Legislation to protect health care providers from COVID-related lawsuits was passed today by the Florida Senate Committee on Judiciary.
Senate Bill (SB) 74, COVID-19-related Claims Against Health Care Providers is sponsored by Senator Jeff Brandes (R-St. Petersburg), who also chairs the Senate Judiciary Committee. It offers strong protections from civil liability for health care providers working to serve Floridians in the midst of the COVID-19 Pandemic.
“Our frontline health care workers are the heroes of this pandemic, and they are doing the best they can in the midst of these unprecedented times. It’s hard enough to make the day-to-day judgement calls that impact the health of their fellow Floridians during normal circumstances, but during this pandemic our health care professionals have had to make these decisions in the midst of rapidly changing guidance and protocols. We must do everything we can to protect these heroes from frivolous lawsuits,” said Senate President Wilton Simpson (R-Trilby).
“A year ago, we were just learning about this disease in a far off country. Since then, more than 1.8 million Floridians have tested positive for COVID-19. We have radically transformed our way of life, making adjustments we would not have even contemplated just one year ago,” said Brandes. “Through it all, our health care providers have made incredible sacrifices. Physicians have been asked to make very difficult choices to delay surgeries and procedures to preserve PPE and other supplies. Nursing homes were asked to keep their doors open and maintain staffing levels. Around the country, we have lost thousands of health care workers who have struggled with this. This legislation protects a healthcare industry that has gone over and above the call of duty to protect and help our citizens.”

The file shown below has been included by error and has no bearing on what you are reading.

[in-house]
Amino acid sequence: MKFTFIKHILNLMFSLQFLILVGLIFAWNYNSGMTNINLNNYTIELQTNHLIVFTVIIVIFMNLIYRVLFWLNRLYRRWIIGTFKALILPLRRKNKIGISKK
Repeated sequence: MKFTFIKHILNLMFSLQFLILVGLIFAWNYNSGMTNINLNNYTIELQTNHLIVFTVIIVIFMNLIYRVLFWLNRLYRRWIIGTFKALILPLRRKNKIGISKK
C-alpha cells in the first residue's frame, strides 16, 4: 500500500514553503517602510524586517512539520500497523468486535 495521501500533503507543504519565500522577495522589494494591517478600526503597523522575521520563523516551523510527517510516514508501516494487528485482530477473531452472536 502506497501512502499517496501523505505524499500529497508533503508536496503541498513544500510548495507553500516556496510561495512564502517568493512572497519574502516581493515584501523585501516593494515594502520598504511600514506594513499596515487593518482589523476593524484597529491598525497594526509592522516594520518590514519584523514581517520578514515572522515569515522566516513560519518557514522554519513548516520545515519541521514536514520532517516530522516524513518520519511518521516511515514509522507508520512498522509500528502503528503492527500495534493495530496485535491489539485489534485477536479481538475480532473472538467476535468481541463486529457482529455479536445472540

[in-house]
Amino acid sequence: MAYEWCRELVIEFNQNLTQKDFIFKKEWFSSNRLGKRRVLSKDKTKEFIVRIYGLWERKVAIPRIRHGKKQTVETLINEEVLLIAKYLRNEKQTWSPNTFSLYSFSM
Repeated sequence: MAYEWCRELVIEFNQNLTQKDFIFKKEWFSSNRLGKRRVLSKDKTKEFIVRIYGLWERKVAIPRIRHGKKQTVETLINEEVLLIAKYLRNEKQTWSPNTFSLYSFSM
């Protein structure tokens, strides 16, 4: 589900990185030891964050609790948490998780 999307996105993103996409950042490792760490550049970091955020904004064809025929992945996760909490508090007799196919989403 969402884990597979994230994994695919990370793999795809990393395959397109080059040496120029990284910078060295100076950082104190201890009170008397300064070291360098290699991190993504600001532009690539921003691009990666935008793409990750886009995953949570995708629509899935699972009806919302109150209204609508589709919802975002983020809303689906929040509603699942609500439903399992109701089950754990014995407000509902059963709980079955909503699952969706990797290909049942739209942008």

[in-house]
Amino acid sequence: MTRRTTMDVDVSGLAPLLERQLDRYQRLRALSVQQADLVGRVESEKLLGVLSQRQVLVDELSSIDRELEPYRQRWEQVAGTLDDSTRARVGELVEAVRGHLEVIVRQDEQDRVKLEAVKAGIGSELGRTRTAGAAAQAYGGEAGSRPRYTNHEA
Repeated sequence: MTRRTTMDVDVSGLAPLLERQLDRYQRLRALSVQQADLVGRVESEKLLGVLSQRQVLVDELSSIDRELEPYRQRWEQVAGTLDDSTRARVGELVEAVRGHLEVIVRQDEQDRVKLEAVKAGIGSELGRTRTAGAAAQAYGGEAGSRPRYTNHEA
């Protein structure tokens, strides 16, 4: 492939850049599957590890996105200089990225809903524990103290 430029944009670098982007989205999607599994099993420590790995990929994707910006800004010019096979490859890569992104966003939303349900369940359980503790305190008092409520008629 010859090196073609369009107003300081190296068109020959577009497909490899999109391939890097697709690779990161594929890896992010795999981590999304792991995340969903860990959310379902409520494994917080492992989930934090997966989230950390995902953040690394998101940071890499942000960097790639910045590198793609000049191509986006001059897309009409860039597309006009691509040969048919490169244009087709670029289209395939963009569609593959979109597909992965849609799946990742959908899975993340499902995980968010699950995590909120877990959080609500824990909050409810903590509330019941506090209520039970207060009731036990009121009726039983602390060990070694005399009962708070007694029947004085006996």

Opponents of the bill, including Orlando superlawyer John Morgan, don’t refer to the healthcare industry in such glowing terms. He has ripped efforts to limit liability, especially among nursing homes, which he says don’t deserve any liability protections.
“Covid swept this country because nursing homes are filthy murder factories and have been for years,” Morgan wrote in sharply-worded email to The Capitolist last week. “Half of all COVID deaths occurred there. So yeah, let’s give them immunity to keep killing our parents and grandparents. Sounds like a worthy project for the chamber of commerce.”
The bill requires a plaintiff who files a COVID-19-related lawsuit to prove that a health care provider’s conduct constituted gross negligence or intentional misconduct. The protections apply specifically to acts or omissions made in reliance upon government-issued health standards or guidance relating to COVID-19.
Under the bill, a health care provider has strong liability protections when the provider substantially follows authoritative or applicable government-issued heath standards or guidance related to COVID-19. The provider is also entitled to strong liability protections when interpreting or applying the standards or guidance with respect to the provision of health care or related services, or lack thereof, or the allocation of scarce resources or assistance with daily living.
The bill establishes procedures to filter out claims that have insufficient factual support. For example, under the bill a complaint must allege facts in sufficient detail to support each element of the claim. A court must dismiss the plaintiff’s lawsuit if it is not sufficiently detailed.
The bill provides a one-year limitation period to bring a COVID-19-related claim against a health care provider.
Current law provides different procedures for negligence claims against nursing homes and assisted living facilities than for other types of health care providers, such as doctors and hospitals. The bill provides that its provisions will apply to all heath care providers with respect to COVID-19-related claims.
The bill would take effect upon becoming a law and applies retroactively except to defendants named in lawsuits filed before the effective date of the bill. The liability protections will apply until one year after the termination or expiration of the state public health emergency relating to COVID-19, which was declared by the State Surgeon General, or any nationwide emergency declaration by the Federal Government, whichever is later.
SB 72, Civil Liability for Damages Relating to COVID-19, which would protect businesses safely reopening during the COVID-19 Pandemic, passed the Senate Committee on Judiciary last week.